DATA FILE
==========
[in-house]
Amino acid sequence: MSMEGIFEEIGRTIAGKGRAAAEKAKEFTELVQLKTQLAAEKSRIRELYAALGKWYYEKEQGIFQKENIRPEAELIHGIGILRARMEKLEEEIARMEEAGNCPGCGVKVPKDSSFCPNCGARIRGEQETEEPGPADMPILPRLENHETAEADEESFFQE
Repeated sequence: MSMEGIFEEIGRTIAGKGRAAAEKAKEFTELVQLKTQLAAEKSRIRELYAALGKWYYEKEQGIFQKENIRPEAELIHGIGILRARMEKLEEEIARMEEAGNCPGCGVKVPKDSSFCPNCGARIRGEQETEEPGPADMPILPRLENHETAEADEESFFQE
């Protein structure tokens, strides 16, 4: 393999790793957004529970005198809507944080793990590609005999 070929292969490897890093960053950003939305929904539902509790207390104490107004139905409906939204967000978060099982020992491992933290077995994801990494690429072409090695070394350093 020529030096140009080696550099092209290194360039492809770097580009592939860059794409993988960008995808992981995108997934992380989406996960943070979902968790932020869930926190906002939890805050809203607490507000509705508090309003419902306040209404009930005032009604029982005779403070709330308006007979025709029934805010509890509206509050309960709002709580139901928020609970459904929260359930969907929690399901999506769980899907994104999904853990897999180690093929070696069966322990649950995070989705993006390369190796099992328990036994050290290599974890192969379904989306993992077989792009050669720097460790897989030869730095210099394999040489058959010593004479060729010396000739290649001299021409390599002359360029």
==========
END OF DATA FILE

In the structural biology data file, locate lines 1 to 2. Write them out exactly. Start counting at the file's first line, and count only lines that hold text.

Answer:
[in-house]
Amino acid sequence: MSMEGIFEEIGRTIAGKGRAAAEKAKEFTELVQLKTQLAAEKSRIRELYAALGKWYYEKEQGIFQKENIRPEAELIHGIGILRARMEKLEEEIARMEEAGNCPGCGVKVPKDSSFCPNCGARIRGEQETEEPGPADMPILPRLENHETAEADEESFFQE